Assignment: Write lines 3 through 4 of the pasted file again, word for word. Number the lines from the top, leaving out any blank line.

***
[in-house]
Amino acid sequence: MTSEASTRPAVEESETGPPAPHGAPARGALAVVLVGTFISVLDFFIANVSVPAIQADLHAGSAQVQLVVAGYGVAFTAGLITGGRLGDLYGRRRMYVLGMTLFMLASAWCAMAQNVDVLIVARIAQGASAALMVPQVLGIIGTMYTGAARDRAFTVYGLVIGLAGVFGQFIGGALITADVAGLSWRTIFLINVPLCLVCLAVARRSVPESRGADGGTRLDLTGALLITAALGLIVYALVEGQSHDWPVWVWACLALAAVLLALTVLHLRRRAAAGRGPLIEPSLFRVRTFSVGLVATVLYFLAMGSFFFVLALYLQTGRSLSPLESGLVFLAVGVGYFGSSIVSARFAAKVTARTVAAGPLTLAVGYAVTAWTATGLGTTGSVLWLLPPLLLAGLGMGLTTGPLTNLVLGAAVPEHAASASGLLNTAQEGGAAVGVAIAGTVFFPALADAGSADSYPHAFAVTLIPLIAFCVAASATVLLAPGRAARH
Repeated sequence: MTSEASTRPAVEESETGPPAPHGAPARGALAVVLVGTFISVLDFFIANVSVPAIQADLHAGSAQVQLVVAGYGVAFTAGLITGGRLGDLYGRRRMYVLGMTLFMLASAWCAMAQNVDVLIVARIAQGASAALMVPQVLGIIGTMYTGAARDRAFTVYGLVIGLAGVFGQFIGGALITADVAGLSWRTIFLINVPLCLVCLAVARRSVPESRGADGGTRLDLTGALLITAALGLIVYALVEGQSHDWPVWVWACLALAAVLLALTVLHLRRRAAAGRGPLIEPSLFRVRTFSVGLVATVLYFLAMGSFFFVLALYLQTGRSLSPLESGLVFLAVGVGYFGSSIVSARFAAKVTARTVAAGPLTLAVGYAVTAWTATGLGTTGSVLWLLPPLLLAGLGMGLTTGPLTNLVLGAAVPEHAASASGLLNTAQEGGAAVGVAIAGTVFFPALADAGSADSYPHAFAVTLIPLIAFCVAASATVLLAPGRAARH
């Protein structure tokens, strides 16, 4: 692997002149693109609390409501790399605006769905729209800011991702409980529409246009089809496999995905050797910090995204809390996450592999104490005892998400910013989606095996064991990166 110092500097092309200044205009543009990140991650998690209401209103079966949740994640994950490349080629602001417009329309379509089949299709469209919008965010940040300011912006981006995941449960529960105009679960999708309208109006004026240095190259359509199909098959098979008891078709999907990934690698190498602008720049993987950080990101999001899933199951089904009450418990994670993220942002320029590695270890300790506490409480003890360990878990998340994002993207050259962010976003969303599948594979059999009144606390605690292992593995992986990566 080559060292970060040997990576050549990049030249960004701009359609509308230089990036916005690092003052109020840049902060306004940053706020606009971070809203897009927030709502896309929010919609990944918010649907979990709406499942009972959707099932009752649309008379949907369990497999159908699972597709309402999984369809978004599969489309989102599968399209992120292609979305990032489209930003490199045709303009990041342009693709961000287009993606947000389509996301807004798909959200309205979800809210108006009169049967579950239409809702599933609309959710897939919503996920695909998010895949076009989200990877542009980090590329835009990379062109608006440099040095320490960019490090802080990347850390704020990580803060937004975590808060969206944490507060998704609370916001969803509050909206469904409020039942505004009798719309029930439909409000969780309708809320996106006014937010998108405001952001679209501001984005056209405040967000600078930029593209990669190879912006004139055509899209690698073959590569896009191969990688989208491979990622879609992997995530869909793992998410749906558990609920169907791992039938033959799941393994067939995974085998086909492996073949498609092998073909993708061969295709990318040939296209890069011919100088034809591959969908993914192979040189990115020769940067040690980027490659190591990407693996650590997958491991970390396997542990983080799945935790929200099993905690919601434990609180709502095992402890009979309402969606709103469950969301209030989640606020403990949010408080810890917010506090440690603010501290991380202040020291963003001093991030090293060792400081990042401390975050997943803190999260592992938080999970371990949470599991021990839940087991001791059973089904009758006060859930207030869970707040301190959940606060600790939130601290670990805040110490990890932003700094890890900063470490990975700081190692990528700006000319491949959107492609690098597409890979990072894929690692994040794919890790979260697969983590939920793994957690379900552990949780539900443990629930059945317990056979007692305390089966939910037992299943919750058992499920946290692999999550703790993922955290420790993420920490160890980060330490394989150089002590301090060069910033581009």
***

Repeated sequence: MTSEASTRPAVEESETGPPAPHGAPARGALAVVLVGTFISVLDFFIANVSVPAIQADLHAGSAQVQLVVAGYGVAFTAGLITGGRLGDLYGRRRMYVLGMTLFMLASAWCAMAQNVDVLIVARIAQGASAALMVPQVLGIIGTMYTGAARDRAFTVYGLVIGLAGVFGQFIGGALITADVAGLSWRTIFLINVPLCLVCLAVARRSVPESRGADGGTRLDLTGALLITAALGLIVYALVEGQSHDWPVWVWACLALAAVLLALTVLHLRRRAAAGRGPLIEPSLFRVRTFSVGLVATVLYFLAMGSFFFVLALYLQTGRSLSPLESGLVFLAVGVGYFGSSIVSARFAAKVTARTVAAGPLTLAVGYAVTAWTATGLGTTGSVLWLLPPLLLAGLGMGLTTGPLTNLVLGAAVPEHAASASGLLNTAQEGGAAVGVAIAGTVFFPALADAGSADSYPHAFAVTLIPLIAFCVAASATVLLAPGRAARH
């Protein structure tokens, strides 16, 4: 692997002149693109609390409501790399605006769905729209800011991702409980529409246009089809496999995905050797910090995204809390996450592999104490005892998400910013989606095996064991990166 110092500097092309200044205009543009990140991650998690209401209103079966949740994640994950490349080629602001417009329309379509089949299709469209919008965010940040300011912006981006995941449960529960105009679960999708309208109006004026240095190259359509199909098959098979008891078709999907990934690698190498602008720049993987950080990101999001899933199951089904009450418990994670993220942002320029590695270890300790506490409480003890360990878990998340994002993207050259962010976003969303599948594979059999009144606390605690292992593995992986990566 080559060292970060040997990576050549990049030249960004701009359609509308230089990036916005690092003052109020840049902060306004940053706020606009971070809203897009927030709502896309929010919609990944918010649907979990709406499942009972959707099932009752649309008379949907369990497999159908699972597709309402999984369809978004599969489309989102599968399209992120292609979305990032489209930003490199045709303009990041342009693709961000287009993606947000389509996301807004798909959200309205979800809210108006009169049967579950239409809702599933609309959710897939919503996920695909998010895949076009989200990877542009980090590329835009990379062109608006440099040095320490960019490090802080990347850390704020990580803060937004975590808060969206944490507060998704609370916001969803509050909206469904409020039942505004009798719309029930439909409000969780309708809320996106006014937010998108405001952001679209501001984005056209405040967000600078930029593209990669190879912006004139055509899209690698073959590569896009191969990688989208491979990622879609992997995530869909793992998410749906558990609920169907791992039938033959799941393994067939995974085998086909492996073949498609092998073909993708061969295709990318040939296209890069011919100088034809591959969908993914192979040189990115020769940067040690980027490659190591990407693996650590997958491991970390396997542990983080799945935790929200099993905690919601434990609180709502095992402890009979309402969606709103469950969301209030989640606020403990949010408080810890917010506090440690603010501290991380202040020291963003001093991030090293060792400081990042401390975050997943803190999260592992938080999970371990949470599991021990839940087991001791059973089904009758006060859930207030869970707040301190959940606060600790939130601290670990805040110490990890932003700094890890900063470490990975700081190692990528700006000319491949959107492609690098597409890979990072894929690692994040794919890790979260697969983590939920793994957690379900552990949780539900443990629930059945317990056979007692305390089966939910037992299943919750058992499920946290692999999550703790993922955290420790993420920490160890980060330490394989150089002590301090060069910033581009």